Vehicle fuel efficiency up in 2009 model year

Cars and trucks made the biggest year-to-year increase in fuel efficiency in nearly three decades in the 2009 model year, averaging 22.4 miles per gallon, the Environmental Protection Agency said Wednesday.

The government reported that new vehicle fuel efficiency improved 6 percent last year from 21.0 mpg during the 2008 model year, the largest jump since 1980-1981. EPA said the gains were largely tied to the economic recession as vehicle production fell more than 30 percent to 9.2 million vehicles and more fuel-efficient passenger cars took a larger share of sales.

As the car market recovers, EPA estimates fuel efficiency will improve slightly to 22.5 mpg in the 2010 model year. The figures are based on estimates for city and highway mileage found on window stickers in dealer lots.

Toyota Motor Corp. led the industry in 2009 with an overall fleet of 25.4 mpg, followed by Hyundai Motor Co. with 25.1 mpg and Honda Motor Co. with 24.6 mpg. South Korean automaker Kia Motors Corp. averaged 24.2 mpg, followed by Volkswagen AG with 23.8 mpg, Nissan Motor Corp. with 23.6 mpg and Mitsubishi Motors Corp. with 23.5 mpg.

U.S. automakers lagged behind their competitors. General Motors Co. averaged 20.6 mpg, followed by Ford Motor Co. with 20.3 mpg and Chrysler LLC with 19.2 mpg. GM and Ford were projected to show modest improvements in the next model year while Chrysler was expected to hold steady.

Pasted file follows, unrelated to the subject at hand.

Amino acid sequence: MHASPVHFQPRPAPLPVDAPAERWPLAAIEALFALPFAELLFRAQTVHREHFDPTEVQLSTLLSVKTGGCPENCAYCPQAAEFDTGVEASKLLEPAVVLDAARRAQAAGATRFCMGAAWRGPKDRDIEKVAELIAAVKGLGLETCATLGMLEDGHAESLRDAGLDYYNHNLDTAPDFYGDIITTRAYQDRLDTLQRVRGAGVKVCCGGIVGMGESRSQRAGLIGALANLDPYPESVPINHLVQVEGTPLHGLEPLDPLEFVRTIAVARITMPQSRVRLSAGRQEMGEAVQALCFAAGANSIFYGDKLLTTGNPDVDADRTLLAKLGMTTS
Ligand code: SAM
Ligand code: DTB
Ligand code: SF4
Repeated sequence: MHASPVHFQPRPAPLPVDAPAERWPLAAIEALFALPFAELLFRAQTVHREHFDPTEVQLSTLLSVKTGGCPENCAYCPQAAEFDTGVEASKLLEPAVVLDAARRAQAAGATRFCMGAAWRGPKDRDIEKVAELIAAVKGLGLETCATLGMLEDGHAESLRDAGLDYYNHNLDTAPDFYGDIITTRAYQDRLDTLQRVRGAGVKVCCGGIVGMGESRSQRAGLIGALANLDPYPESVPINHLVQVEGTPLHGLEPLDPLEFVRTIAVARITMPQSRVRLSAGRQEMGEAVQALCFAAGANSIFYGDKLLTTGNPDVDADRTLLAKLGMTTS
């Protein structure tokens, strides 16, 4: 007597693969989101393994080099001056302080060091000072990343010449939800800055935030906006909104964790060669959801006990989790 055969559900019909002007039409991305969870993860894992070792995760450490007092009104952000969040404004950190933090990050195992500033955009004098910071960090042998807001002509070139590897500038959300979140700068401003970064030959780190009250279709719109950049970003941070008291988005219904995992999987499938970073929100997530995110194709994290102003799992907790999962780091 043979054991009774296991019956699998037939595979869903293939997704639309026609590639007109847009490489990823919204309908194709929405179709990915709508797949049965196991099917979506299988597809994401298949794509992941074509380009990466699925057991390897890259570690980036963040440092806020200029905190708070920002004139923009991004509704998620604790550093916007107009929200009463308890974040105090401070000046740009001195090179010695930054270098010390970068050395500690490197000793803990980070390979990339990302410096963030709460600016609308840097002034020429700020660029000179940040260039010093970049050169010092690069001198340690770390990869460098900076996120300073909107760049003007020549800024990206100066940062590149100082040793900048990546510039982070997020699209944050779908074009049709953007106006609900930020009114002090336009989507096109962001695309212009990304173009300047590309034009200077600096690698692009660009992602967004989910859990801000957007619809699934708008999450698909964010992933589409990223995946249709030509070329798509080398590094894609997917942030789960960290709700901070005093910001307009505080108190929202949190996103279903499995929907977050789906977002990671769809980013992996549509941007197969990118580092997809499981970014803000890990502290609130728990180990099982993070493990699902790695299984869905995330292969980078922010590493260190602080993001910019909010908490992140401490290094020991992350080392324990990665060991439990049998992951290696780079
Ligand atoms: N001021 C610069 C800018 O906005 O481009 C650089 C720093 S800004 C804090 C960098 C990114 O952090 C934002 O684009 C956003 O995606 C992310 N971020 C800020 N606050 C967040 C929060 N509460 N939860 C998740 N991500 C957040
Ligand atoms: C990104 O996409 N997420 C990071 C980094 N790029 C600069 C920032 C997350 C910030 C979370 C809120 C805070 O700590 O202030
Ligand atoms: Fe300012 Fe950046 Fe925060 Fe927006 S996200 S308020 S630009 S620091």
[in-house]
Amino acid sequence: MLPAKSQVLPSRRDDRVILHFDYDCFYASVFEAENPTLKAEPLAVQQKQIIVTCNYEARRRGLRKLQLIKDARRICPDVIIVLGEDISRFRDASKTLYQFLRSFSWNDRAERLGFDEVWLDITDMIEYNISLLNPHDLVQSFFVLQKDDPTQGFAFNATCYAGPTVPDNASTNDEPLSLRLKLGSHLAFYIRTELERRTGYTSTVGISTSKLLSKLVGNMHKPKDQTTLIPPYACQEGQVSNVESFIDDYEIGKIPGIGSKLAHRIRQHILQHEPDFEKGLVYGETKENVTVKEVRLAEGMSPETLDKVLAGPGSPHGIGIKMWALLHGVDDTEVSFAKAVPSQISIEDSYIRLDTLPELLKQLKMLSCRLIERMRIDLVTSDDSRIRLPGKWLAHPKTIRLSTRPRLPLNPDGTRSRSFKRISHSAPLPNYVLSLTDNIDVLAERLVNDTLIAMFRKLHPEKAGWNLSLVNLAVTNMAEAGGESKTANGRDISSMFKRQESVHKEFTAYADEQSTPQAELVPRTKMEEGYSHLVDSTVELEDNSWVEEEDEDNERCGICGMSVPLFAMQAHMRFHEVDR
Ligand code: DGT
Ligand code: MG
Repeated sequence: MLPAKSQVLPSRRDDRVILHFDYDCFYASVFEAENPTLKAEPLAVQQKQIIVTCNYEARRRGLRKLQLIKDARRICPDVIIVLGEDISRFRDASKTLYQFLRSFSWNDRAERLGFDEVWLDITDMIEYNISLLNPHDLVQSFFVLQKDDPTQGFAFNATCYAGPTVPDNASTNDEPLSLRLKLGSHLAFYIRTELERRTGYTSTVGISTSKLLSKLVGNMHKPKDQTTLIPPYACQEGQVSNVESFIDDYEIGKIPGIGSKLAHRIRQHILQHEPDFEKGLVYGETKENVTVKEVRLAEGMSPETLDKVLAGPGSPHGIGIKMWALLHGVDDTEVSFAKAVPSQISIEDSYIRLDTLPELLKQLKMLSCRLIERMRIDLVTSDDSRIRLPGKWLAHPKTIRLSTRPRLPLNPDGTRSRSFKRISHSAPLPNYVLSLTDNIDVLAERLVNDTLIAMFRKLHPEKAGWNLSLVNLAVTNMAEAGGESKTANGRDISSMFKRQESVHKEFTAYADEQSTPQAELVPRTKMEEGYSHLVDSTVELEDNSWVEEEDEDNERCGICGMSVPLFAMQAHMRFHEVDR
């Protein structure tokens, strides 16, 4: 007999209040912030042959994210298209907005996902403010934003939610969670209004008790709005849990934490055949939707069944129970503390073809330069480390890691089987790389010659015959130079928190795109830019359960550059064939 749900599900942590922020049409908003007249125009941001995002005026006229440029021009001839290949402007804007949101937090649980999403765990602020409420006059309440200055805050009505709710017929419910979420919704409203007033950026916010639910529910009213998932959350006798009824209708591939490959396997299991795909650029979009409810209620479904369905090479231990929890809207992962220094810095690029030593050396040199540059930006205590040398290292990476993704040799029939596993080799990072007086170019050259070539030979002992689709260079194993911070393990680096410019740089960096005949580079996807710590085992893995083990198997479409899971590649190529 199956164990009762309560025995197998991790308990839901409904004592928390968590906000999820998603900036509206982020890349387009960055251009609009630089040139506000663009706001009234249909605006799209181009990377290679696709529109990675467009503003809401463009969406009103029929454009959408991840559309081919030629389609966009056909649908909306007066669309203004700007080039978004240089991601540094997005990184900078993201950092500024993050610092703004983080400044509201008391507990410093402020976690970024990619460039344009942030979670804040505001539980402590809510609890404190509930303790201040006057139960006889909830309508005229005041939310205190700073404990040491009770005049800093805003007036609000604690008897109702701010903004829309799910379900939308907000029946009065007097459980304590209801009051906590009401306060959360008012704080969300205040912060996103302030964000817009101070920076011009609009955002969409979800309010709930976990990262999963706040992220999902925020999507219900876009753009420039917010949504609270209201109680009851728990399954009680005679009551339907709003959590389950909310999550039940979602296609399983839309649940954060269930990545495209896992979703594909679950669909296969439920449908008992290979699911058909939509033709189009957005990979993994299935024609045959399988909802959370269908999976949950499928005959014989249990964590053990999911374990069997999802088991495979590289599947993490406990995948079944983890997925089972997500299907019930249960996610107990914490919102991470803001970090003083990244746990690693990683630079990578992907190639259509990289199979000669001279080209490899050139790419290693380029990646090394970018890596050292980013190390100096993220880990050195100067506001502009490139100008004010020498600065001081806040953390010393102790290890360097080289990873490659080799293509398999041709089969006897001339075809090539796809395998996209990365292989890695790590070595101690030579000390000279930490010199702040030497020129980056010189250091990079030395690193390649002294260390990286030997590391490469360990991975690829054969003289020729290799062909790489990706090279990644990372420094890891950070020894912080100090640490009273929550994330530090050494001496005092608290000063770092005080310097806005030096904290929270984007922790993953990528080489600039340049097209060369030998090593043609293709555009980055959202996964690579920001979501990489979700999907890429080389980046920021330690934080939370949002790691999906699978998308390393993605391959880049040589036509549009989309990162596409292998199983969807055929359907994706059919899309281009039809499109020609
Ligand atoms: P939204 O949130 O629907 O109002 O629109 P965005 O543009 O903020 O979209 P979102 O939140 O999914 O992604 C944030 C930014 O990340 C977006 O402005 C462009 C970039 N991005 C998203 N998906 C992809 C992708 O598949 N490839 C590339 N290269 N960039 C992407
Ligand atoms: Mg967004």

The Obama administration has pushed forward more stringent fuel efficiency requirements that will force carmakers to improve well into the next decade.

Environmental groups said the latest EPA data underscored the need for the tough requirements because sales conditions in 2009 were unusual and an improving economy might boost sales of larger vehicles. The new standards aim to bolster fuel efficiency across the lineup of new cars and trucks.

"Strong fuel economy standards can help guarantee that consumers get what they need when it comes to size and performance and get better fuel economy to fight high gas prices," said David Friedman, research director for the clean vehicles program of the Union of Concerned Scientists.

Wade Newton, a spokesman for the Alliance of Automobile Manufacturers, said the report showed that automakers are producing more vehicles that use less fuel. He said the improvement was "a direct result of consumers' willingness to purchase automakers' more fuel-efficient models in greater numbers."


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